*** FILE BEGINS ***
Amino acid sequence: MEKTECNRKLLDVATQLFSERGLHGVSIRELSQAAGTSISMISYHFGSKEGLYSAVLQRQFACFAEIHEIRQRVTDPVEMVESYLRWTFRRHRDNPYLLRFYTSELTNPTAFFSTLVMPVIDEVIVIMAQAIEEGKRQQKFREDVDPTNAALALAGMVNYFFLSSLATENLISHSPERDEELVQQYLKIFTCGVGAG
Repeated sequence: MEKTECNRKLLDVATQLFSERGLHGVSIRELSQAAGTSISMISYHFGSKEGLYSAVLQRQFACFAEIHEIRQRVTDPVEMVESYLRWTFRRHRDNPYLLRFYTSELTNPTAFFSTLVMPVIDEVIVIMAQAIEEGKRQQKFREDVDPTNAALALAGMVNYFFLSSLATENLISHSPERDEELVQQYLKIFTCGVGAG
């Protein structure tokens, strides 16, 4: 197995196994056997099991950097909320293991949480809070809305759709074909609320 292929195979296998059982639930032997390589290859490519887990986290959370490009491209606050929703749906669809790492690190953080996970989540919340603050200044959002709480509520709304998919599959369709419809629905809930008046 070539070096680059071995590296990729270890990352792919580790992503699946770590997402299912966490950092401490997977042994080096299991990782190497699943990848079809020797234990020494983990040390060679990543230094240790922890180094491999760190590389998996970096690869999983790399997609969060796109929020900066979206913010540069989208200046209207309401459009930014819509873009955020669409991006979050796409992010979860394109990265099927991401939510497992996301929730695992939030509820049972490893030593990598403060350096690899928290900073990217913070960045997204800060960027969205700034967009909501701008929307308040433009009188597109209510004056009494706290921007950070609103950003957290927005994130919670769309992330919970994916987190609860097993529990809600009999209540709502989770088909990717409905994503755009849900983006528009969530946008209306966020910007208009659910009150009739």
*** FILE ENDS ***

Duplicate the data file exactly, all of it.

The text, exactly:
Amino acid sequence: MEKTECNRKLLDVATQLFSERGLHGVSIRELSQAAGTSISMISYHFGSKEGLYSAVLQRQFACFAEIHEIRQRVTDPVEMVESYLRWTFRRHRDNPYLLRFYTSELTNPTAFFSTLVMPVIDEVIVIMAQAIEEGKRQQKFREDVDPTNAALALAGMVNYFFLSSLATENLISHSPERDEELVQQYLKIFTCGVGAG
Repeated sequence: MEKTECNRKLLDVATQLFSERGLHGVSIRELSQAAGTSISMISYHFGSKEGLYSAVLQRQFACFAEIHEIRQRVTDPVEMVESYLRWTFRRHRDNPYLLRFYTSELTNPTAFFSTLVMPVIDEVIVIMAQAIEEGKRQQKFREDVDPTNAALALAGMVNYFFLSSLATENLISHSPERDEELVQQYLKIFTCGVGAG
């Protein structure tokens, strides 16, 4: 197995196994056997099991950097909320293991949480809070809305759709074909609320 292929195979296998059982639930032997390589290859490519887990986290959370490009491209606050929703749906669809790492690190953080996970989540919340603050200044959002709480509520709304998919599959369709419809629905809930008046 070539070096680059071995590296990729270890990352792919580790992503699946770590997402299912966490950092401490997977042994080096299991990782190497699943990848079809020797234990020494983990040390060679990543230094240790922890180094491999760190590389998996970096690869999983790399997609969060796109929020900066979206913010540069989208200046209207309401459009930014819509873009955020669409991006979050796409992010979860394109990265099927991401939510497992996301929730695992939030509820049972490893030593990598403060350096690899928290900073990217913070960045997204800060960027969205700034967009909501701008929307308040433009009188597109209510004056009494706290921007950070609103950003957290927005994130919670769309992330919970994916987190609860097993529990809600009999209540709502989770088909990717409905994503755009849900983006528009969530946008209306966020910007208009659910009150009739």